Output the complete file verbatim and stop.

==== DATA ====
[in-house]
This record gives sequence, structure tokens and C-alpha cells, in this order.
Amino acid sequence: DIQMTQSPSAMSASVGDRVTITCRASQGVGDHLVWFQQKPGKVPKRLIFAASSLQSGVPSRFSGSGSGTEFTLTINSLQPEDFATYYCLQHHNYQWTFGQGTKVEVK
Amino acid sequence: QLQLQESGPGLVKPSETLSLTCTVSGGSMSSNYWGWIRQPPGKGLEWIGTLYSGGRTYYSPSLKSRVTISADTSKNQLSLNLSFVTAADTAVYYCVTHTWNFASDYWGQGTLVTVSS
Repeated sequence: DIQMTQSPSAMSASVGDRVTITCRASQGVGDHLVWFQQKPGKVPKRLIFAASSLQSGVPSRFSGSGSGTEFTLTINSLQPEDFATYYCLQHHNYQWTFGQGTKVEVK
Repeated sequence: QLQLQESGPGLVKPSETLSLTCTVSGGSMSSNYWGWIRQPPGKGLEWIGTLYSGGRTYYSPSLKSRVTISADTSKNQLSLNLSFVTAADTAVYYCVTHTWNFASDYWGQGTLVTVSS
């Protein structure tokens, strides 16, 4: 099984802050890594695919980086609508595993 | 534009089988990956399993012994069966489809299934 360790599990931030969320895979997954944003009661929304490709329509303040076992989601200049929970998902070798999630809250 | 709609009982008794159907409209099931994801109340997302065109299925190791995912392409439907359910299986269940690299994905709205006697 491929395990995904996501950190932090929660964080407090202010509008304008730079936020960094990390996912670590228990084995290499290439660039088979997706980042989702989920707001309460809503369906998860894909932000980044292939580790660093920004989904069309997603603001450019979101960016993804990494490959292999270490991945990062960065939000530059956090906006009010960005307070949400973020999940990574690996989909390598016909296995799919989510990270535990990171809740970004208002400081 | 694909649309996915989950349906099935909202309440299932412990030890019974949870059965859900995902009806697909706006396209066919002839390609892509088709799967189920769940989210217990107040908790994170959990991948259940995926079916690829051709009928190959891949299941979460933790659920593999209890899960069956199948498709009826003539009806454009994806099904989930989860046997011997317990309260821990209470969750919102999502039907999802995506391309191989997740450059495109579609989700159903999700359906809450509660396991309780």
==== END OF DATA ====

[in-house]
This record gives sequence, structure tokens and C-alpha cells, in this order.
Amino acid sequence: DIQMTQSPSAMSASVGDRVTITCRASQGVGDHLVWFQQKPGKVPKRLIFAASSLQSGVPSRFSGSGSGTEFTLTINSLQPEDFATYYCLQHHNYQWTFGQGTKVEVK
Amino acid sequence: QLQLQESGPGLVKPSETLSLTCTVSGGSMSSNYWGWIRQPPGKGLEWIGTLYSGGRTYYSPSLKSRVTISADTSKNQLSLNLSFVTAADTAVYYCVTHTWNFASDYWGQGTLVTVSS
Repeated sequence: DIQMTQSPSAMSASVGDRVTITCRASQGVGDHLVWFQQKPGKVPKRLIFAASSLQSGVPSRFSGSGSGTEFTLTINSLQPEDFATYYCLQHHNYQWTFGQGTKVEVK
Repeated sequence: QLQLQESGPGLVKPSETLSLTCTVSGGSMSSNYWGWIRQPPGKGLEWIGTLYSGGRTYYSPSLKSRVTISADTSKNQLSLNLSFVTAADTAVYYCVTHTWNFASDYWGQGTLVTVSS
């Protein structure tokens, strides 16, 4: 099984802050890594695919980086609508595993 | 534009089988990956399993012994069966489809299934 360790599990931030969320895979997954944003009661929304490709329509303040076992989601200049929970998902070798999630809250 | 709609009982008794159907409209099931994801109340997302065109299925190791995912392409439907359910299986269940690299994905709205006697 491929395990995904996501950190932090929660964080407090202010509008304008730079936020960094990390996912670590228990084995290499290439660039088979997706980042989702989920707001309460809503369906998860894909932000980044292939580790660093920004989904069309997603603001450019979101960016993804990494490959292999270490991945990062960065939000530059956090906006009010960005307070949400973020999940990574690996989909390598016909296995799919989510990270535990990171809740970004208002400081 | 694909649309996915989950349906099935909202309440299932412990030890019974949870059965859900995902009806697909706006396209066919002839390609892509088709799967189920769940989210217990107040908790994170959990991948259940995926079916690829051709009928190959891949299941979460933790659920593999209890899960069956199948498709009826003539009806454009994806099904989930989860046997011997317990309260821990209470969750919102999502039907999802995506391309191989997740450059495109579609989700159903999700359906809450509660396991309780």